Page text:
Microphone Techniques for Live Sound Production

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Authored by Ben Cochran, Ken "Pooch" Van Druten


Course Code: OMPRD-255

Next semester starts September 23

12 Weeks

Level 2

Level 2

3-Credit Tuition


Non-Credit Tuition


This course will emphasize the differences in approach to microphone techniques, and give you the tools necessary to make informed decisions about microphones in live sound. You will learn standard microphone selections and various microphone techniques specific to live sound applications.

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Miking in the live sound environment is often difficult due to acoustic challenges and possibilities. Microphone choices, pickup polar patterns, and placement become far more important in the acoustic to electric transduction capture of instruments in the live sound environment vs. studio recording because of many differing factors. This course will emphasize the differences, and give you the tools necessary to make informed decisions to combat the difficulties associated with microphone techniques in live sound.

The first half of the course will focus on types of microphones, selection and placement techniques, anatomy and function of dynamic and condenser microphones, polar patterns, and various applications. The second half of the course will focus on challenging environments, room acoustics, feedback, multiple adjoining sources, phase alignment issues, electrostatic interference, electrical resistance/impedance, sensitivity, maximum SPL capture, and wireless technologies.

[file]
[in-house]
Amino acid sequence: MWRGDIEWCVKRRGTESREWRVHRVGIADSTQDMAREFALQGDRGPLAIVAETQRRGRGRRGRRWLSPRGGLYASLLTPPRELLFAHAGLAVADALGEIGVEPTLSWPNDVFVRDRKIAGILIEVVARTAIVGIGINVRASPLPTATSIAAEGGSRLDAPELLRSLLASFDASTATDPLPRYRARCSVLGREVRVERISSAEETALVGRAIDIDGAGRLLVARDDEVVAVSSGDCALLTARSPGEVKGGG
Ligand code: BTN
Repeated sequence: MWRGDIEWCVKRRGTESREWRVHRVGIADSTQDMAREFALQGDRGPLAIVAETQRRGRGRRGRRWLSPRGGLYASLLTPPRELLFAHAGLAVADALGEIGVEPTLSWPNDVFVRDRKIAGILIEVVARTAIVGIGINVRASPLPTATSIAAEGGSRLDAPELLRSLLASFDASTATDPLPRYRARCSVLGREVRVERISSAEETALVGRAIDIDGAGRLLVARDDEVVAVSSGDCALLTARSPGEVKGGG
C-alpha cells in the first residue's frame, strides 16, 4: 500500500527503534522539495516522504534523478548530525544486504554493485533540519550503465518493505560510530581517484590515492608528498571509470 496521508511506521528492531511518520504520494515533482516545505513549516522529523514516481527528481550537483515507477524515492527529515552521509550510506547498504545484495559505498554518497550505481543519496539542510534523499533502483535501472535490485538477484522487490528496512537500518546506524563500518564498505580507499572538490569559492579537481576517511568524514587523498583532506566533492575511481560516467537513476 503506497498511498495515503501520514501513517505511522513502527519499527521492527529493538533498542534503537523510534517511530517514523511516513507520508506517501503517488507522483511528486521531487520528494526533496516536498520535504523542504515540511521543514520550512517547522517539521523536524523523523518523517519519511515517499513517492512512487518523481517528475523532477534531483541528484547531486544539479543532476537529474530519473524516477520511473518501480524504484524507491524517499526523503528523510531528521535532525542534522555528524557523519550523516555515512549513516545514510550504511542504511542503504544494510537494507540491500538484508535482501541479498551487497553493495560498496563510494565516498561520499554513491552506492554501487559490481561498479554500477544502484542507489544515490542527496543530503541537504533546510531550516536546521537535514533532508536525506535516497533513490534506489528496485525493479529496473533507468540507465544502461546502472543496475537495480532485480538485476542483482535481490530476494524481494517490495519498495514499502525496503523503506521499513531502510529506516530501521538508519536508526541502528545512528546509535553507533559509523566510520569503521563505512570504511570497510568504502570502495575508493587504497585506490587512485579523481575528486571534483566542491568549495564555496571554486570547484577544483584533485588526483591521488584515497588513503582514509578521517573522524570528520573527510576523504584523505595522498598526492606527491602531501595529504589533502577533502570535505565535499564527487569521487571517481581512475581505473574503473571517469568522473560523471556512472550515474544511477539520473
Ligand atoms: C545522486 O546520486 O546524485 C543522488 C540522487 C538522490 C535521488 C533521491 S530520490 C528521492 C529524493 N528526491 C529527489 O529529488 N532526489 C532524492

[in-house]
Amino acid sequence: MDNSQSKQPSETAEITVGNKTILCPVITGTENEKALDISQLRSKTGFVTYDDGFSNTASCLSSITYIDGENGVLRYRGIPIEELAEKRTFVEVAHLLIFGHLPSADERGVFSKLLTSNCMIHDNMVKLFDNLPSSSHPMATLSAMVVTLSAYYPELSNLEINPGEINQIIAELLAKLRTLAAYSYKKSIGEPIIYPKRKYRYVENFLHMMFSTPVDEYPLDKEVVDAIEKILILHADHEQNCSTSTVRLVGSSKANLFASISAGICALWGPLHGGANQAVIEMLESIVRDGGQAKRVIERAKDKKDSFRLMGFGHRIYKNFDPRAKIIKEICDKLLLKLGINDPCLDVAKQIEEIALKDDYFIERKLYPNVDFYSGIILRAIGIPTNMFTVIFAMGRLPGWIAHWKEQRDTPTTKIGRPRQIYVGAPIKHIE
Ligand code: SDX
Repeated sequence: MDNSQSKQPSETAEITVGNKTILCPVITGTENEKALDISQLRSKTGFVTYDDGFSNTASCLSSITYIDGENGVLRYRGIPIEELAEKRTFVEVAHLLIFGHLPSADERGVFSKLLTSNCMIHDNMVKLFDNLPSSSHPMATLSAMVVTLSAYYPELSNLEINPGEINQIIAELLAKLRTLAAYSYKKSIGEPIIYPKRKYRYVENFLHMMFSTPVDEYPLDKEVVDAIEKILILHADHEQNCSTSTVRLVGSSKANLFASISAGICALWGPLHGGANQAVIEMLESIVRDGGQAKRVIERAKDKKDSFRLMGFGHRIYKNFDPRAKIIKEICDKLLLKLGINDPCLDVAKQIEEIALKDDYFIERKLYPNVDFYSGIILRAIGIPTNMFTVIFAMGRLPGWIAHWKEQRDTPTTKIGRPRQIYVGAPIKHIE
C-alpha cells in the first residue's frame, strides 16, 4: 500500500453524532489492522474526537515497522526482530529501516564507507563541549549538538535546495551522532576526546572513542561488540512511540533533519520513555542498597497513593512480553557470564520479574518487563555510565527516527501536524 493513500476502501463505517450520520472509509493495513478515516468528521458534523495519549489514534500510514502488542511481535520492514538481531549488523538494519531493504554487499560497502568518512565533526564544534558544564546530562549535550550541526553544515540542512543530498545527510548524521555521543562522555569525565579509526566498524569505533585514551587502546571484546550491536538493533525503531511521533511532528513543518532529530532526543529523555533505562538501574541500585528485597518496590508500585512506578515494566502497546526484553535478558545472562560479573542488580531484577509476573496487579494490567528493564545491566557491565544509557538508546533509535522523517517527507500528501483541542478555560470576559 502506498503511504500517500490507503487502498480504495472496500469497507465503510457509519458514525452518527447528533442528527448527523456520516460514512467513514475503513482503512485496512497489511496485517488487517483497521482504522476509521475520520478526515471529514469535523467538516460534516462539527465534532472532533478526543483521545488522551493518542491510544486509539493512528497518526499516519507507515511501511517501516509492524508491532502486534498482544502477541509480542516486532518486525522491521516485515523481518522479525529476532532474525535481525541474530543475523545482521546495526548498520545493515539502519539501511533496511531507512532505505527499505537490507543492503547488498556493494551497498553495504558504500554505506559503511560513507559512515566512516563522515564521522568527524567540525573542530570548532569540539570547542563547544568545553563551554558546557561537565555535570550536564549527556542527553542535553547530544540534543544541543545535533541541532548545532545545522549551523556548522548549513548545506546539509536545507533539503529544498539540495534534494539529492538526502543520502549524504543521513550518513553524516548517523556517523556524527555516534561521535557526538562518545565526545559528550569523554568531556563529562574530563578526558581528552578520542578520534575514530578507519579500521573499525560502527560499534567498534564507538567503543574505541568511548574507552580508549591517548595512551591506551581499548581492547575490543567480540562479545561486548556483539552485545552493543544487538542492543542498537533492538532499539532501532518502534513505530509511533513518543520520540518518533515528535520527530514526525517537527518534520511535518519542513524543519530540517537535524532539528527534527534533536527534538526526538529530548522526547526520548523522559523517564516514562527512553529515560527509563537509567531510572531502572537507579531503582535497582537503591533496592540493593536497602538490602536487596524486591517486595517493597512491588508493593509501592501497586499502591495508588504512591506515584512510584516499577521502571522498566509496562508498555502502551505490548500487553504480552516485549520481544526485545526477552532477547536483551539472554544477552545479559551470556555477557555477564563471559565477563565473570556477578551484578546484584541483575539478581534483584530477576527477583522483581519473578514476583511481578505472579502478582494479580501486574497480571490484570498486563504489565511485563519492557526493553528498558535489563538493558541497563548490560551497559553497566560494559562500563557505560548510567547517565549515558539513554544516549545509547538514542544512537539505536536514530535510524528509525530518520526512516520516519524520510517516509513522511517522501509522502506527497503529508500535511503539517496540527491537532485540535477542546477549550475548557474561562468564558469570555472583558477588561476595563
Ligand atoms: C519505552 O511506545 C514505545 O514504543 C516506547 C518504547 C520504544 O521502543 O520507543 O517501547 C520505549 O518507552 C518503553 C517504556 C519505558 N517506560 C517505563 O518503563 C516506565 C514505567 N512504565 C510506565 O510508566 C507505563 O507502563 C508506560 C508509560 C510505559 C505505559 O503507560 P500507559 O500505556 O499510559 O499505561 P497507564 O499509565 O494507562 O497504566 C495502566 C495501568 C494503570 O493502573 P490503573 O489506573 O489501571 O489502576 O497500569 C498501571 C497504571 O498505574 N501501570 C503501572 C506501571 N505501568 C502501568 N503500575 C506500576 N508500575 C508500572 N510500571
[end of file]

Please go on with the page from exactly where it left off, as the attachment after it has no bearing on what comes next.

Through these 12 weeks you will learn to understand, identify, and apply miking techniques in challenging environments.

By the end of the course, you will be able to:

  • classify the various types of microphones (dynamic, condenser, and ribbon microphones), including their components sensitivity, maximum SPL, and frequency response
  • discuss microphone polar patterns and various applications
  • define the function and applications of phantom power
  • describe electrostatic interference and locate electrical noise from unbalanced connections
  • creatively use the sonic influence of proximity effect
  • evaluate frequency-dependent electrical resistance and impedance
  • use wireless microphone transmission and reception
  • use DI boxes and discuss their function
  • choose the best mic and placement for an instrument
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Lesson 1: Dynamic Microphones

  • Dynamic Microphone Basics
  • Dynamic Microphone Polar Patterns
  • Dynamic Microphone Usage
  • Common Dynamic Microphones in Live Sound
  • Dynamic Microphone on a Snare Drum
  • Assignment 1: Dynamics

Lesson 2: Condenser and Electret Condenser Microphones

  • Condenser Microphone Basics
  • Explanation of Phantom Power
  • Condenser Microphone Polar Patterns
  • Condenser Microphone Usage
  • Common Condenser Microphones in Live Sound
  • Condenser Microphone on Acoustic Piano
  • Assignment 2: Mic Internals

Lesson 3: Why We Close Mic Everything in Live Sound

  • Room Acoustics and Far Away Miking
  • Sheer Volume
  • Gain before Feedback and Resonance and Uncoupling
  • The Mix Destroyer: Multiple Microphones on a Single Source
  • Assignment 3: Multiple Microphones on a Single Source

Lesson 4: Acoustic and Electrical Transduction Characteristics

  • Transient Response
  • Output Level and Sensitivity
  • Overload and Max SPL
  • Impedance
  • Assignment 4: Record a High SPL Impulse

Lesson 5: Drum Microphone Placement

  • Choosing the Right Drum Microphones
  • Multiple Microphone Phase Issues
  • Inside or Outside the Kick Drum
  • Common Microphones and Placement
  • Overheads and Stereo Miking
  • Working with a Mono PA System
  • Assignment 5: Input List

Lesson 6: Ribbon Microphones and Stereo Mic Configurations

  • Ribbon Microphone Basics
  • Ribbon Microphone Polar Patterns
  • Common Ribbon Microphones in Live Sound
  • Simple Setup on a Guitar Amplifier